Butter is good for you.
Butter up – it’s good for your heart. Fatty foods in combination with fruit and vegetables can lessen your risk for a heart attack, according to a new study from the county council in Kronoberg. It’s medical doctor Sara Holmberg who is behind the study, and she has spent 12 years researching the diets of 1,700 men and how many of them who suffered and/or died of heart attacks. The result, which has been published in International Journal of Environmental Research and Public Health, shows that those men who ate fruit and vegetables on a daily basis in combination of large or moderate amounts of fatty dairy products had a lower risk for cardiovascular diseases than those men who consumed less high-fat products. “Today there’s an established hypothesis that fat food leads to high cholesterol which in turn leads to heart attacks, but it’s a thesis that has never been proven,” Holmberg said. The study also showed that the intake of fat had no effect among the men who did not eat fruit and vegetables daily. “One hypothesis is that the fruit and the vegetables contain many vitamins, but that many of these are fat soluble, which means that our bodies cannot utilize them unless there’s fat in our food.”

Our new prophets.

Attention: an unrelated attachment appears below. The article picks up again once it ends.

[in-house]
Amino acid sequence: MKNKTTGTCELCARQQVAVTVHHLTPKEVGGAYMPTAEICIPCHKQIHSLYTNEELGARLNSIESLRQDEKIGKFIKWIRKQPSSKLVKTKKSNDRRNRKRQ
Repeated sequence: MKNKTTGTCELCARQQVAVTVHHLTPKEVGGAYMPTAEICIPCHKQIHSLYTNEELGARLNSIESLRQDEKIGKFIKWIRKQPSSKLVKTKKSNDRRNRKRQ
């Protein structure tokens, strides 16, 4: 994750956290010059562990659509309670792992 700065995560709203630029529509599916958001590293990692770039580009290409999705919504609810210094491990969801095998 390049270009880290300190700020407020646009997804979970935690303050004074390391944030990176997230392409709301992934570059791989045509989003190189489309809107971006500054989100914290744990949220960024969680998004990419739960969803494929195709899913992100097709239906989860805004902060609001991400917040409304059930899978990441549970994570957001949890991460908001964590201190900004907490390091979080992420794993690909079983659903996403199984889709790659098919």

It’s almost All Saints’ Day, a time for reflection. Now that we’re up to our elbows with the financial crisis, a new wave of spirituality is washing over Sweden. Many of us are looking for an answer rather than a quick fix. Here are some paths worth investigating. Lisa Lalér is a yoga teacher and the owner of the yoga studio Yoga Shala in Stockholm. “Yoga means uniting body and soul,” she explains. “By training physically you learn to become aware of the process and you become a fuller self.” When Lalér first tried yoga, she claims the experience was almost religious. Yoga helped her get rid of the stress in her life. “It’s easy to get lost in the world of consumption,” she says. “But buying stuff fills our inner empty room only momentarily. It’s not a true experience.” Sante Poromaa is a Zen Buddhist, a sensei or teacher, and for him daily meditation is the key to inner peace. “To live without anchorage and deep conversations make us unsure and fearful. Shopping is not enough, we’re much too intelligent for that,” he says. Poromaa guides his students, has workshops and offers conversations of a therapeutic character. “Zen,” he explains, “is an individual religion. Nobody else can make you to do it, it’s all about your own wish to explore your inner life.” Poromaa says mostly young people come to him, curious young people who are looking for something more than material comfort. “There’s a spiritual hunger in this country, and it is so intense it threatens to eat you alive.” Thus spoke a famous psychiatrist about the increasing need to be seen, when he talked to Pastor Olle Carlsson. And Pastor Carlsson agrees, he’s a pastor in the Church of Sweden and when he holds services the church is full of people – fairly unusual for Sweden. “I believe spirituality is about true relations and not rules about how we are to curb our lives. It’s in our relations with our inner self that we find our relation with God. In spite of all roles we play, inside all of us, deep inside, we are all children of God. No matter our culture or our way of living.” Why do people come to hear Pastor Carlsson speak then? His services are pretty traditional, with the difference that he lets another person share a story or an experience that meant something for them; a memory, a story or a difficult incident. “To hear other people’s true stories and their doubts make it possible for ourselves to put words on what bother us. Life isn’t always easy to handle, and we all have a need to mirror ourselves in others to understand that we are not alone. It’s soothing.” Carlsson believes that one of the most important assignments for the church today, is that it must be open to everybody and not dictate how people should live their lives.